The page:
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How Insurance Australia Group Ltd shareholders benefit from Buffett

Warren Buffett

It’s been quite an interesting time for four of our top insurers.

In the past month, two shares have risen and two have fallen, and now that we’re in the middle of reporting season, only one has reported positive earnings to date. Let’s take a closer look:

Company 1 month performance Profit
Insurance Australia Group Ltd (ASX: IAG) 7% 1H16 down 19.5% to $466 million
AMP Limited (ASX: AMP) 4.8% FY15 up 10% to $972 million
QBE Insurance Group Ltd (ASX: QBE) -3.9% TBA
Suncorp Group Ltd (ASX: SUN) -0.35% 1H16 down 16% to $530 million

(Source:Commsec)

IAG has seen the best price performance over the past month, up 7%, but the company recently released its 2016 half year report announcing a 19.5% drop in earnings to $466 million. While AMP, with a share price that has risen 4.8% over the past month, released its 2015 full year report announcing its profits were up 10% to $972 million.

QBE is down 3.9% for the month, while we’re still waiting for its earnings report, and Suncorp is also down 0.4%, and its 2016 half year profits were down 16% to $530 million.

IAG shareholders benefit from Buffett.

IAG shareholders are benefiting from the insurance giant’s tie-up with Warren Buffett’s holding company, and could do so for years to come.

While IAG’s first half profit dropped, its 10-year deal with Berkshire Hathaway, which kicked in on July 1, means it had extra capital to hand back to investors in the form of a special dividend.

Australia’s biggest insurer said on Wednesday it will pay a fully franked special dividend of $0.10 cents per security on top of an unchanged interim dividend of $0.13 cents.

It has also upped the percentage of full year cash earnings it will hand over to 60% to 80%, from 50% to 70%, starting this full financial year.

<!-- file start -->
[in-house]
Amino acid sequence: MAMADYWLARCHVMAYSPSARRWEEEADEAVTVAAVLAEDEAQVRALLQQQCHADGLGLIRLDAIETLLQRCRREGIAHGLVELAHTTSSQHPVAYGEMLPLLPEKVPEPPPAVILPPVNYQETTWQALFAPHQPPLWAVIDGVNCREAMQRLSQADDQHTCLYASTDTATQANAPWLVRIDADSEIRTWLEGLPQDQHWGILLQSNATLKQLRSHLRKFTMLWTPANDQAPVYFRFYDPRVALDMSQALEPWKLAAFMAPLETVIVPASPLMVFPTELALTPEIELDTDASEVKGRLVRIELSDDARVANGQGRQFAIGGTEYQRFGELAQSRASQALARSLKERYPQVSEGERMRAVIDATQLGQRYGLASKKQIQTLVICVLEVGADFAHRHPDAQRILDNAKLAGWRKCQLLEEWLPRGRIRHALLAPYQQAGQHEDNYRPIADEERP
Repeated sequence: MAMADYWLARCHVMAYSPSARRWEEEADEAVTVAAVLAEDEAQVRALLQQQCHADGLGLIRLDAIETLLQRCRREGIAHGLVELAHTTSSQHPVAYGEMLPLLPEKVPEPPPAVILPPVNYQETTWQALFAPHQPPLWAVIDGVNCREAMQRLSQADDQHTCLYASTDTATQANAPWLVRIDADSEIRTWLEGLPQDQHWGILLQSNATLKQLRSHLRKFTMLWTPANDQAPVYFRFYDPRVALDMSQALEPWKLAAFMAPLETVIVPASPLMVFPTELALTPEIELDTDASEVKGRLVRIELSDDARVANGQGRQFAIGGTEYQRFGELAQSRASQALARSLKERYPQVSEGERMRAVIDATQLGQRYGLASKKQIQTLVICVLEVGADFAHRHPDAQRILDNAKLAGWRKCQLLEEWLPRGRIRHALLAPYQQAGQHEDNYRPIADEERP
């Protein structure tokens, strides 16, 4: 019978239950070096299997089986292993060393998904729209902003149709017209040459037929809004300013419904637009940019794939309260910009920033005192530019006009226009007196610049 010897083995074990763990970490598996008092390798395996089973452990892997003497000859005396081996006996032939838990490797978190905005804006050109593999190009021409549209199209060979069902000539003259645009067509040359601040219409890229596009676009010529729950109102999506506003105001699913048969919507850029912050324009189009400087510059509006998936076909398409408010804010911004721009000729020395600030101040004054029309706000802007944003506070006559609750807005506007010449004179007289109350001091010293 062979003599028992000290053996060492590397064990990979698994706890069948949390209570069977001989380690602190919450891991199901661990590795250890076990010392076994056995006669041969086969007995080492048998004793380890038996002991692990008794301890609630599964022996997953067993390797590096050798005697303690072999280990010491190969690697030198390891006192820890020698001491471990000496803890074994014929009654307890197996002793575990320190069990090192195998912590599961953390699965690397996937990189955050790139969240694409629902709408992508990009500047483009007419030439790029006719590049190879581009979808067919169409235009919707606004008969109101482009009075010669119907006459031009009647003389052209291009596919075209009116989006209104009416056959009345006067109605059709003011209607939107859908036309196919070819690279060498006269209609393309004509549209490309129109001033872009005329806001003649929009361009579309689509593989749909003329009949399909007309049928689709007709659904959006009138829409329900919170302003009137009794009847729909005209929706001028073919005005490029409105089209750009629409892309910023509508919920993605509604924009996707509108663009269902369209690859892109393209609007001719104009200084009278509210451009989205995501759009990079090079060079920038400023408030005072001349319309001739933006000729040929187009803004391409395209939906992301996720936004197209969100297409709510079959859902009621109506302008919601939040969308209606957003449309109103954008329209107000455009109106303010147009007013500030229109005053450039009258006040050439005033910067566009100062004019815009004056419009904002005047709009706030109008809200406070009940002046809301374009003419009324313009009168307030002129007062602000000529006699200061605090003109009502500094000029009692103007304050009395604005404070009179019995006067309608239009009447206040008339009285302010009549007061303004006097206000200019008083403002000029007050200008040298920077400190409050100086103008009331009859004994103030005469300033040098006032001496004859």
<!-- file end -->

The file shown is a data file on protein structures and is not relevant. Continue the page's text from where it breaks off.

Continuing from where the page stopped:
“We now require less capital to run our company, so you can see some capital creation as we’re only on risk now for 80 per cent of the business we’re writing,” chief financial officer Nick Hawkins said.

“In terms of our actual net profit, it has a minimal impact.”

Berkshire Hathaway receives 20% of IAG’s gross written premium in exchange for paying 20% of its claims.

Mr Buffett’s company also pays IAG a so-called exchange commission, which added 250 basis points to the underlying insurance margin.

The margin improved from 13.3% to 14.2%.

IAG said it expects its full year underlying insurance margin to be at the lower end of its previously issued guidance of 14% to 16%.

A reinsurance arrangement with Berkshire Hathaway has mitigated exposure to the 2011 Canterbury earthquakes and asbestos-related liabilities.

“We’ll continue to take risk off the table around any future uncertainty,” Mr Hawkins said.

Gross written premium declined to $5.5 billion from $5.6 billion, with net profit for the six months to December 31 down to $466 million from $579 million for the prior corresponding period.

“The real driver for why our net profit after tax is down is our shareholder funds,” Mr Hawkins said.

“It’s really driven by equity markets. It’s nothing to do with Berkshire.”

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Motley Fool contributor John Hopkins has no position in any stocks mentioned. Unless otherwise noted, the author does not have a position in any stocks mentioned by the author in the comments below. The Motley Fool Australia has no position in any of the stocks mentioned. We Fools may not all hold the same opinions, but we all believe that considering a diverse range of insights makes us better investors. The Motley Fool has a disclosure policy. This article contains general investment advice only (under AFSL 400691). Authorised by Bruce Jackson.

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